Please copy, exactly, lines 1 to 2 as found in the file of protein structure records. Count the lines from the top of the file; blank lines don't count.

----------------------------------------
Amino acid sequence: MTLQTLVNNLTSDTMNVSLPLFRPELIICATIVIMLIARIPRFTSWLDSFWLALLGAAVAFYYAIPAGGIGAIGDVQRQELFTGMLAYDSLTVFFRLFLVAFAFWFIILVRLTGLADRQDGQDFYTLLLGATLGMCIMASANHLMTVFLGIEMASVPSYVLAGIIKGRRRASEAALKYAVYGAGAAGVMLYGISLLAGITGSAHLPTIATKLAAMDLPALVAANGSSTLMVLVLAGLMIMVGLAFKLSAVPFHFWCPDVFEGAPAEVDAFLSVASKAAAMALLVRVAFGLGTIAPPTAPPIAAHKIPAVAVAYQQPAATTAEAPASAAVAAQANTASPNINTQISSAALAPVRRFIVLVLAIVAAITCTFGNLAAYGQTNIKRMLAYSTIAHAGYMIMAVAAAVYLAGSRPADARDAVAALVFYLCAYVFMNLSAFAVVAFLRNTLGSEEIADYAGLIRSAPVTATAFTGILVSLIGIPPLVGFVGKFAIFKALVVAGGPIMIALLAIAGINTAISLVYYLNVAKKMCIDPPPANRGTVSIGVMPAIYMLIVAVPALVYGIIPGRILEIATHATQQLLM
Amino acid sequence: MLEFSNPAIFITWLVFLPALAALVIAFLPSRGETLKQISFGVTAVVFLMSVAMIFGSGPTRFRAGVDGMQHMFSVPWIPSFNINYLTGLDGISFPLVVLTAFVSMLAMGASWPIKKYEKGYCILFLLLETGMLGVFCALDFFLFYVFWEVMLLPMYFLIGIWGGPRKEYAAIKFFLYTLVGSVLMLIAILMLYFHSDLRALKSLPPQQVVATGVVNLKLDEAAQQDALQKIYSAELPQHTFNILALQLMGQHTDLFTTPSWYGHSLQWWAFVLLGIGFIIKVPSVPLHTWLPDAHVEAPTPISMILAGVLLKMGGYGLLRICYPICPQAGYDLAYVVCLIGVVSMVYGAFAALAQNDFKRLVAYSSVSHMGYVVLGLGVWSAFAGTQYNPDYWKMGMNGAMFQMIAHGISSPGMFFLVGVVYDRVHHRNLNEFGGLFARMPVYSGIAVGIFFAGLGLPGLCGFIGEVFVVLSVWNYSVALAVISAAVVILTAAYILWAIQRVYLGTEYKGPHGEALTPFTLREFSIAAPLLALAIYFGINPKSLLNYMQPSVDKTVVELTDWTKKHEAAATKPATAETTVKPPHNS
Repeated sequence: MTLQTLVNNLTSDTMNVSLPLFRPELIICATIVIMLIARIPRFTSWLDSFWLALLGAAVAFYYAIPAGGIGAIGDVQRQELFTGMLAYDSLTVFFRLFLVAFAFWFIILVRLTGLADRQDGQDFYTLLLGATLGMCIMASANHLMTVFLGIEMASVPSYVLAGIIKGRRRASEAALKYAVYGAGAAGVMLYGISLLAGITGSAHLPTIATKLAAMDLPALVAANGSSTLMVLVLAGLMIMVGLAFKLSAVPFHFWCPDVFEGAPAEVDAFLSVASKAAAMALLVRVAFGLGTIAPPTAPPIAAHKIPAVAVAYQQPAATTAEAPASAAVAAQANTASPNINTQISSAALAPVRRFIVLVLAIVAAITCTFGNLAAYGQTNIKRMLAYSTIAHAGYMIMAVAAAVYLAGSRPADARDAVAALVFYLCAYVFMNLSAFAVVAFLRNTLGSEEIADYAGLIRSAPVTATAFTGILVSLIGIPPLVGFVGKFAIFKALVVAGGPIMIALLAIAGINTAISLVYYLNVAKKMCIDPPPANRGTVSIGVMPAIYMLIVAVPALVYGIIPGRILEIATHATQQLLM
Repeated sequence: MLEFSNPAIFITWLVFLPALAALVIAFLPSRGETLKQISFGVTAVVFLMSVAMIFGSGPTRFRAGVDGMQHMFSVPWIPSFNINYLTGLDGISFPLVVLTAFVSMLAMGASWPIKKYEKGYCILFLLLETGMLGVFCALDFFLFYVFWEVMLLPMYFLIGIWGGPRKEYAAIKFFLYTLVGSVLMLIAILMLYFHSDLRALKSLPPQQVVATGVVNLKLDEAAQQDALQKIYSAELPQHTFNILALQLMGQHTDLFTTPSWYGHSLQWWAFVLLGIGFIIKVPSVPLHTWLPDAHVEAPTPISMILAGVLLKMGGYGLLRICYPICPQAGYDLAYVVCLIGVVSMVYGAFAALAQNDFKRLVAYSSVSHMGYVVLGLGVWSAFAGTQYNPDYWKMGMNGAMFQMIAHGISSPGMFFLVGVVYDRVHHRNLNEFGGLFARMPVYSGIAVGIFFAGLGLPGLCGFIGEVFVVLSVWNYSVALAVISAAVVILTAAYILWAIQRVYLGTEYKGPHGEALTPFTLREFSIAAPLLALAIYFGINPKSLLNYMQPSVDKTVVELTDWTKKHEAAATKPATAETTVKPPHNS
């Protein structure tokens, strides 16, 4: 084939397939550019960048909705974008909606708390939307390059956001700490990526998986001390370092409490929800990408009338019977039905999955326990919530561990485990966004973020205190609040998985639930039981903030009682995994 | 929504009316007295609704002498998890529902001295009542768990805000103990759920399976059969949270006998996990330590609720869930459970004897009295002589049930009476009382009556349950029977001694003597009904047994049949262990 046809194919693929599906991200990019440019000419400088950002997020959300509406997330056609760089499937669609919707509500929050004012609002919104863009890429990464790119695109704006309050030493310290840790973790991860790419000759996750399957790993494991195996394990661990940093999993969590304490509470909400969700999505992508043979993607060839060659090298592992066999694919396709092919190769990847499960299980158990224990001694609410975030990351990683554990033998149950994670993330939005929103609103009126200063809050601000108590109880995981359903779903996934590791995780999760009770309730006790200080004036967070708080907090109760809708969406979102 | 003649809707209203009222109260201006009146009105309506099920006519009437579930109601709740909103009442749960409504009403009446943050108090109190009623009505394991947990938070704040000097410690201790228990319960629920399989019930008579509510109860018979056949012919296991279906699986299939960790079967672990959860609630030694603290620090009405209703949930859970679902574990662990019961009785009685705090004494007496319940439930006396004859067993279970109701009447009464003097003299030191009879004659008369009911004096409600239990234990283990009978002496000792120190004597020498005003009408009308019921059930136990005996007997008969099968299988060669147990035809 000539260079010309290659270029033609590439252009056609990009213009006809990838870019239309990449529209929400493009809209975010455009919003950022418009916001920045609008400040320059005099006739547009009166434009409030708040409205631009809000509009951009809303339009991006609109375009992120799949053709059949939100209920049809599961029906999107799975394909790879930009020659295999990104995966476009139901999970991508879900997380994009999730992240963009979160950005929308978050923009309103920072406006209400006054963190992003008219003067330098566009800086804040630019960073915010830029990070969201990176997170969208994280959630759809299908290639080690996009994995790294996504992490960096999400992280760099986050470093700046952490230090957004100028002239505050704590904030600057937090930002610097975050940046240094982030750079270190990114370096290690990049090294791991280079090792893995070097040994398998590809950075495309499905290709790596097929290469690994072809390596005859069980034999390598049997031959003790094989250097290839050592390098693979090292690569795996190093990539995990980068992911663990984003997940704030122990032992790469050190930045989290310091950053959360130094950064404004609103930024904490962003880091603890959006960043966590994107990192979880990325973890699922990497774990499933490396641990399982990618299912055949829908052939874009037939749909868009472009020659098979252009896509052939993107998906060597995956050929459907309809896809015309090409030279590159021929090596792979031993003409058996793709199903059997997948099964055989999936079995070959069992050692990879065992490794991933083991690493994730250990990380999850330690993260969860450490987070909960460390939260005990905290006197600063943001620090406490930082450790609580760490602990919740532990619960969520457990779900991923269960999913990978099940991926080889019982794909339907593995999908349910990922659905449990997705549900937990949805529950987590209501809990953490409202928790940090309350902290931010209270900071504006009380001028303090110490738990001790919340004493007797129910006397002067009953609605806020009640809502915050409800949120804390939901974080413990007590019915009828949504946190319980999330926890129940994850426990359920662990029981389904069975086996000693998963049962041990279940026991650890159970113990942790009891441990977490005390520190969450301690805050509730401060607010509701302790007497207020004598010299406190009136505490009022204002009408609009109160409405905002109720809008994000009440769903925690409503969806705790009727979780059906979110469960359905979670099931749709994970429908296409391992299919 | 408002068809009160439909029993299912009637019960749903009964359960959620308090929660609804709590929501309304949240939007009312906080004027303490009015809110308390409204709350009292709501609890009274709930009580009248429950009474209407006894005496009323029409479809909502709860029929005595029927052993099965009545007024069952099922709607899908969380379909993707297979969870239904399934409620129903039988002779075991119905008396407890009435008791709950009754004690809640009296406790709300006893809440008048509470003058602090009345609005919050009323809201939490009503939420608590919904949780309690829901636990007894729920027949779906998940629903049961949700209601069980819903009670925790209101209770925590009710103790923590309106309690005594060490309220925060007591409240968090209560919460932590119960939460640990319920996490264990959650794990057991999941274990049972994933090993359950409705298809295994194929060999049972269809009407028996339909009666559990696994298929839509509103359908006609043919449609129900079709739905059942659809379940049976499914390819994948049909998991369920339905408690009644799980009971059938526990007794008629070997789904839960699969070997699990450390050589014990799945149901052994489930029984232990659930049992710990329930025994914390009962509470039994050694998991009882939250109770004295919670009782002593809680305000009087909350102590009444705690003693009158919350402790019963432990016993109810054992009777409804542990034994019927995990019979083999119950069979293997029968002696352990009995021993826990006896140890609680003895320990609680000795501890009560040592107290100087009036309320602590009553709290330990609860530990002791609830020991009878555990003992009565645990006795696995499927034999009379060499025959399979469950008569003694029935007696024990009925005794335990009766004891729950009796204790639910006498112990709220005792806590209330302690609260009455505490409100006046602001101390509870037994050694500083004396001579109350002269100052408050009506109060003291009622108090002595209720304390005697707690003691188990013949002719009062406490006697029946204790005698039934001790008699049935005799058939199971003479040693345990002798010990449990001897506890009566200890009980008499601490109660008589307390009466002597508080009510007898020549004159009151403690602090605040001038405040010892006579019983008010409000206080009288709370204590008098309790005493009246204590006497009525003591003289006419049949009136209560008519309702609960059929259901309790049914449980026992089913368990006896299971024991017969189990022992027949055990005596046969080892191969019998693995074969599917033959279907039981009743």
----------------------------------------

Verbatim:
Amino acid sequence: MTLQTLVNNLTSDTMNVSLPLFRPELIICATIVIMLIARIPRFTSWLDSFWLALLGAAVAFYYAIPAGGIGAIGDVQRQELFTGMLAYDSLTVFFRLFLVAFAFWFIILVRLTGLADRQDGQDFYTLLLGATLGMCIMASANHLMTVFLGIEMASVPSYVLAGIIKGRRRASEAALKYAVYGAGAAGVMLYGISLLAGITGSAHLPTIATKLAAMDLPALVAANGSSTLMVLVLAGLMIMVGLAFKLSAVPFHFWCPDVFEGAPAEVDAFLSVASKAAAMALLVRVAFGLGTIAPPTAPPIAAHKIPAVAVAYQQPAATTAEAPASAAVAAQANTASPNINTQISSAALAPVRRFIVLVLAIVAAITCTFGNLAAYGQTNIKRMLAYSTIAHAGYMIMAVAAAVYLAGSRPADARDAVAALVFYLCAYVFMNLSAFAVVAFLRNTLGSEEIADYAGLIRSAPVTATAFTGILVSLIGIPPLVGFVGKFAIFKALVVAGGPIMIALLAIAGINTAISLVYYLNVAKKMCIDPPPANRGTVSIGVMPAIYMLIVAVPALVYGIIPGRILEIATHATQQLLM
Amino acid sequence: MLEFSNPAIFITWLVFLPALAALVIAFLPSRGETLKQISFGVTAVVFLMSVAMIFGSGPTRFRAGVDGMQHMFSVPWIPSFNINYLTGLDGISFPLVVLTAFVSMLAMGASWPIKKYEKGYCILFLLLETGMLGVFCALDFFLFYVFWEVMLLPMYFLIGIWGGPRKEYAAIKFFLYTLVGSVLMLIAILMLYFHSDLRALKSLPPQQVVATGVVNLKLDEAAQQDALQKIYSAELPQHTFNILALQLMGQHTDLFTTPSWYGHSLQWWAFVLLGIGFIIKVPSVPLHTWLPDAHVEAPTPISMILAGVLLKMGGYGLLRICYPICPQAGYDLAYVVCLIGVVSMVYGAFAALAQNDFKRLVAYSSVSHMGYVVLGLGVWSAFAGTQYNPDYWKMGMNGAMFQMIAHGISSPGMFFLVGVVYDRVHHRNLNEFGGLFARMPVYSGIAVGIFFAGLGLPGLCGFIGEVFVVLSVWNYSVALAVISAAVVILTAAYILWAIQRVYLGTEYKGPHGEALTPFTLREFSIAAPLLALAIYFGINPKSLLNYMQPSVDKTVVELTDWTKKHEAAATKPATAETTVKPPHNS